Make some effort at least

The other day I saw a PC that had been completely overrun with trojans, virii, and spyware. I won’t say where I saw this particular PC, but suffice it to say it had all the appropriate software installed originally to keep this from happening. However, after cleaning up the trojan that had the AV disabled, it was soon discovered that the Anti-virus definitions had last been updated in Sept. 2004, despite the presence of a nag screen that prompted the user to check for updates every “x” days. (Well, at least the nag screen would have come up before the trojan disabled the AV, but clearly this occurred much later than the last time definition files were updated.) Apparently, it wasn’t enough to make this user take any responsibility for their machine. On the other hand, as badly as this thing got infected, they had someone to fix it for them, so where was the incentive to take any responsibility? I’m certainly not suggesting that technology professionals not fix infected PCs, but I can’t help but wonder how much we act as enablers for irresponsible users? Knowing that they can always get their PC fixed for a few bucks or whatever seems to give them a false sense of security that they don’t have to worry about anything. Is there anything, aside from a catastrophic data loss that would get them to think about their part in PC security?

Tags: Security, anti-virus

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  1. Doubtful, at best. Unfortunately many still don’t see PCs like cars, than need tuneups at regular intervals, that there are idiot lights that come on when something is wrong, and that there is more than just turn it on and drive. Not sure how we get through this, but hopefully the next generations will do a better job than the current few that own the majority of computers.

    I wonder what the average age is of infected PCs? I’d bet it’s fairly high.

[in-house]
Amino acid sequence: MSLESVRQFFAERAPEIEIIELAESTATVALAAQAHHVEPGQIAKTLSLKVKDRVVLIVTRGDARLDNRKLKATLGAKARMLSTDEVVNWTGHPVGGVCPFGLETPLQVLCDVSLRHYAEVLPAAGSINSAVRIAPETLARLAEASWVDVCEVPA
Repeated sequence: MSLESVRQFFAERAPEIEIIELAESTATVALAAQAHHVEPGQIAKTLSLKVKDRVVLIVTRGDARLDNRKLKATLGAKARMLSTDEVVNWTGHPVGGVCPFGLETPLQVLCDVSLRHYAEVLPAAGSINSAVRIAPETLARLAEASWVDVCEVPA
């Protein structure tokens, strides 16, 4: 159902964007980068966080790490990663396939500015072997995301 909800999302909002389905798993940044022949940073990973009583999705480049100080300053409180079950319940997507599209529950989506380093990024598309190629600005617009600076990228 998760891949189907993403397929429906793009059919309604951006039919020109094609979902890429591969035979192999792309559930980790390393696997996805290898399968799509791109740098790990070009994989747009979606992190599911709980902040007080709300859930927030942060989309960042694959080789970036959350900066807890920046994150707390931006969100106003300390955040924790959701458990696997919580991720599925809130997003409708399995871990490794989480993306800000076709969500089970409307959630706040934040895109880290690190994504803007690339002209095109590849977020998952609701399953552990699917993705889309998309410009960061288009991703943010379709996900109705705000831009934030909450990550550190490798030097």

2. First off I’m assuming you are not talking about Angela’s pc 🙂

    As to a few bucks? Most people I know bulk at paying for a computer fix (I had someone offer me $10 to do a foreigner and got upset when I laughed and said I wouldn’t get out of bed for that.)
    Most AV fixes in a shop tend to be around the $50 which makes a lot of home users think twice about it. However when it gets bad enough that they really need something doing, the quickest way is a reinstall and just how many users have a data backup?

    in a corporate setting I’d wonder just how the pc didn’t get picked up that it didn’t have av – or maybe they were just running symantec corporate edition that conveniently hides pc’s that haven’t contacted the server for so long so the admin person doesn’t realise it is out of date…… /bitter mode off.
    A login script to check av defs sounds like it needs to be written to ensure that all pc’s are checked in the corporate environment……

  3. Andy,

    In this case it was a home PC of someone who has no problem spending 50 bucks getting it fixed. This is my point, there are people out there who would rather continue to pay $50 every once in awhile instead of taking a few minutes to keep things updated.

  4. Mike-

    I know what you mean! I personally have had very good success using the word “Compromise”. Your system has been ‘compromised’.

    Whoa… does that mean they can see everything i do…
    … and i just let their imaginations get the best of them.

    This has really kept the users aware of their surroundings. I will get that phone call as soon as they think they may have been ‘compromised’. Which by the way is really is nice to see that they are reading the alerts.

    HB, CA.

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